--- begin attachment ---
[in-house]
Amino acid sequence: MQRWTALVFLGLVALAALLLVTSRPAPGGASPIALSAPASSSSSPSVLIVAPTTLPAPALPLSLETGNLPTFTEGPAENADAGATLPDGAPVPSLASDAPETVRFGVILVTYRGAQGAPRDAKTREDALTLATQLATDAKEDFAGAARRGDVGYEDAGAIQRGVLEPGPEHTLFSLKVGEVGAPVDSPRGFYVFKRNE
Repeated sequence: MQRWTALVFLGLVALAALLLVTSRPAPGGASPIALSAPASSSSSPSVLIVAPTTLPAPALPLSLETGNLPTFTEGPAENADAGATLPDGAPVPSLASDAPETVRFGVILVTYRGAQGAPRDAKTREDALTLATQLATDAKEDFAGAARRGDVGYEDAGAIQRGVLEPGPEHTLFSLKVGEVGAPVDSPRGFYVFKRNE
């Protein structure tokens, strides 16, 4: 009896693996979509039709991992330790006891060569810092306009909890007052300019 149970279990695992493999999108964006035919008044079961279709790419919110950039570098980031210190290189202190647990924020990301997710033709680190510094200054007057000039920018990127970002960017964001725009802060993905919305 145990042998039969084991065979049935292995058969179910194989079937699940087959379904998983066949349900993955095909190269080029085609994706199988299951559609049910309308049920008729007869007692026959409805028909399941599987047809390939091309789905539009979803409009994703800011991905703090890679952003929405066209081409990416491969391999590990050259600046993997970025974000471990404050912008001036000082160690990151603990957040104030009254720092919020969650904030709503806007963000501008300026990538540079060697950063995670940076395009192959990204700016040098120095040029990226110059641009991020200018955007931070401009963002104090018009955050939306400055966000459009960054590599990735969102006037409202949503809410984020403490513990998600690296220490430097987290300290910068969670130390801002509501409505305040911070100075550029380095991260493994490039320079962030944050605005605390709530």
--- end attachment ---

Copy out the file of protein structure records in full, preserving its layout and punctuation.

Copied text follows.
[in-house]
Amino acid sequence: MQRWTALVFLGLVALAALLLVTSRPAPGGASPIALSAPASSSSSPSVLIVAPTTLPAPALPLSLETGNLPTFTEGPAENADAGATLPDGAPVPSLASDAPETVRFGVILVTYRGAQGAPRDAKTREDALTLATQLATDAKEDFAGAARRGDVGYEDAGAIQRGVLEPGPEHTLFSLKVGEVGAPVDSPRGFYVFKRNE
Repeated sequence: MQRWTALVFLGLVALAALLLVTSRPAPGGASPIALSAPASSSSSPSVLIVAPTTLPAPALPLSLETGNLPTFTEGPAENADAGATLPDGAPVPSLASDAPETVRFGVILVTYRGAQGAPRDAKTREDALTLATQLATDAKEDFAGAARRGDVGYEDAGAIQRGVLEPGPEHTLFSLKVGEVGAPVDSPRGFYVFKRNE
């Protein structure tokens, strides 16, 4: 009896693996979509039709991992330790006891060569810092306009909890007052300019 149970279990695992493999999108964006035919008044079961279709790419919110950039570098980031210190290189202190647990924020990301997710033709680190510094200054007057000039920018990127970002960017964001725009802060993905919305 145990042998039969084991065979049935292995058969179910194989079937699940087959379904998983066949349900993955095909190269080029085609994706199988299951559609049910309308049920008729007869007692026959409805028909399941599987047809390939091309789905539009979803409009994703800011991905703090890679952003929405066209081409990416491969391999590990050259600046993997970025974000471990404050912008001036000082160690990151603990957040104030009254720092919020969650904030709503806007963000501008300026990538540079060697950063995670940076395009192959990204700016040098120095040029990226110059641009991020200018955007931070401009963002104090018009955050939306400055966000459009960054590599990735969102006037409202949503809410984020403490513990998600690296220490430097987290300290910068969670130390801002509501409505305040911070100075550029380095991260493994490039320079962030944050605005605390709530």